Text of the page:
The rumored limit on how many “A’s” a professor may distribute amongst one class of students was the second topic of discussion. Although this rumor that professors are told that they can only give out a certain number of “A” grades per class is a fairly wide-spread suspicion amongst students, the Deans were adamant that such a policy simply does not exist. If classes seem to be difficult at Centre, especially in comparison to other schools, the Deans think it may be because Centre students truly are exceptional students who invite the challenge simply by holding themselves to higher standards. “In 2001, I caught an intro to psychology course both at Centre and another neighboring school at the same time. It was the same exact course, but I taught it at two different colleges. I walked out of my first day of class at Centre thinking, ‘Okay, this is a completely different game because of the way that students engage with the material…’ It’s that type of dynamic. The students here are engaging and challenging the material and so the professors engage with the students and provide challenging class material. It’s the culture of Centre. We never sit our professors down and tell them to be tough on their students — it’s an interactive process in which professors teach and you respond and then they adjust according to what you give back,” Gulley said. Dean Fabritius agreed that while it may appear that professors are just unnaturally difficult in class, the actual teaching process is much more complex than that. “You make your class more challenging, you back off some. It’s a dance, an interaction. We [as professors] take our cues from you, you take cues from us. We don’t tell professors how hard they have to be, but they will invite to rise to the challenge,” Fabritius said.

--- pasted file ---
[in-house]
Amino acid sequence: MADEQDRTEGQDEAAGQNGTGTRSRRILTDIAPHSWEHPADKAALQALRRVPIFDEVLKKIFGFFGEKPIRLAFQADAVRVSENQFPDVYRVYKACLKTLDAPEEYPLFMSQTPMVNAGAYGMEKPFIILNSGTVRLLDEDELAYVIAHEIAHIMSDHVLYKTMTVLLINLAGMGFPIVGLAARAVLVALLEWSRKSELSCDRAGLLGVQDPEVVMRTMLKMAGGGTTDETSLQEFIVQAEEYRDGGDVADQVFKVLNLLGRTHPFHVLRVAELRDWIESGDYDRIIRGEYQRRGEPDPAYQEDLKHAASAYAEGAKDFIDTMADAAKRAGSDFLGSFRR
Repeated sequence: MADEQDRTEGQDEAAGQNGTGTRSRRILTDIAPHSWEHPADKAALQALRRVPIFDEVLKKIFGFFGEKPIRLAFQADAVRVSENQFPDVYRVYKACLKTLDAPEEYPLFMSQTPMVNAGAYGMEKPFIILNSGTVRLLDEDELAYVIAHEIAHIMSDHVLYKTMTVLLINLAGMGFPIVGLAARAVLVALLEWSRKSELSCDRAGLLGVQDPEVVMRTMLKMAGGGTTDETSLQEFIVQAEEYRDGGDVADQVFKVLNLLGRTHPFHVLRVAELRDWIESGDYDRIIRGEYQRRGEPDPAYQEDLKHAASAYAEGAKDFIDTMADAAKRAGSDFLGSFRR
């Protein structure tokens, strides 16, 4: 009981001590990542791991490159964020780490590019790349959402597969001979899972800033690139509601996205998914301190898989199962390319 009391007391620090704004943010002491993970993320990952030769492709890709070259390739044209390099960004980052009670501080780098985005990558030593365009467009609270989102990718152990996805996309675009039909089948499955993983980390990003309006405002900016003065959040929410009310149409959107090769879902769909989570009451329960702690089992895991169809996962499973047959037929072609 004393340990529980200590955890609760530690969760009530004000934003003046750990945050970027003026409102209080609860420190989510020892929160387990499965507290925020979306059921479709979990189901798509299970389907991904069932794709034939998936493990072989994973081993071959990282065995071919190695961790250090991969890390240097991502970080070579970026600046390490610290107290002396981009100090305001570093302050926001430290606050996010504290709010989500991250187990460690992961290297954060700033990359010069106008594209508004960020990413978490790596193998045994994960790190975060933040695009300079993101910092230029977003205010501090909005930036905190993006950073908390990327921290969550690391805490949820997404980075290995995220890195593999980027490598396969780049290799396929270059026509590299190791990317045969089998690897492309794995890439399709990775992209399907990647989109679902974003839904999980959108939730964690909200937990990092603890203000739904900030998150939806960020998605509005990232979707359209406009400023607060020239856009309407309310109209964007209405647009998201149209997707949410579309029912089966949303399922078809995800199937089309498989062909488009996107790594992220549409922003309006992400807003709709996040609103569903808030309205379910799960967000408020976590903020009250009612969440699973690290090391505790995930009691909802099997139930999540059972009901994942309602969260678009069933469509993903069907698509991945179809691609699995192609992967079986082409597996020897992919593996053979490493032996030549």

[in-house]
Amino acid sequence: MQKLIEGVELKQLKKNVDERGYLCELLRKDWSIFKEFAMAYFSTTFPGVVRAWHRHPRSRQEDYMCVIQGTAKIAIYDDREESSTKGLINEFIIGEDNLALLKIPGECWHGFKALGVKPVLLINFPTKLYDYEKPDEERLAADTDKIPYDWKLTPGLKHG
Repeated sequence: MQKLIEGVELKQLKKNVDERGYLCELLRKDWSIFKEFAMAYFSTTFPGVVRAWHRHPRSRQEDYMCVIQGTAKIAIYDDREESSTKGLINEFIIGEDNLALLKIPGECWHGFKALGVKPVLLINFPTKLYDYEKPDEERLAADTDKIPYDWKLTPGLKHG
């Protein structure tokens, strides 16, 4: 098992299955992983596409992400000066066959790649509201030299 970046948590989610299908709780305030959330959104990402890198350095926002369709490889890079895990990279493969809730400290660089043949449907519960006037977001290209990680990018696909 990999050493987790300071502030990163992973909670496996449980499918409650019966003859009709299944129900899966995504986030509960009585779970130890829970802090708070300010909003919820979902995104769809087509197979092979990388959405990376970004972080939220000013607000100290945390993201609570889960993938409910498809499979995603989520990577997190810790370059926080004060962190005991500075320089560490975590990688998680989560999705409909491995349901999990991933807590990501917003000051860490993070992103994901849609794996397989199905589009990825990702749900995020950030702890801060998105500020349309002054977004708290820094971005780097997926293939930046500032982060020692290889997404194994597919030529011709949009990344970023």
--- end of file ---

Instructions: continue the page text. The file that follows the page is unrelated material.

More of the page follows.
From this discussion of the “‘A’ limit’” rose a question from junior Emily Bickel about whether internship programs, fellowships, graduate schools, etc. that students may apply to for the summer or post-graduation take into account the difficult of Centre when considering Centre students’ GPAs. In response, Gulley mentioned a fact sheet that is published every year as a joint effort from a couple Centre offices that actually lists the average GPA at Centre, (which is roughly a 3.03) and talks a little bit about the challenging academic environment of Centre. “This sheet is a very good description of Centre and its culture, and it’s a way to let employers know what kind of school Centre is,” Gulley said. Fabritius agreed and said that she will often mention the institutional quality of Centre whenever she writes recommendation letters so that those less familiar with Centre will also realize the merit of the Centre education.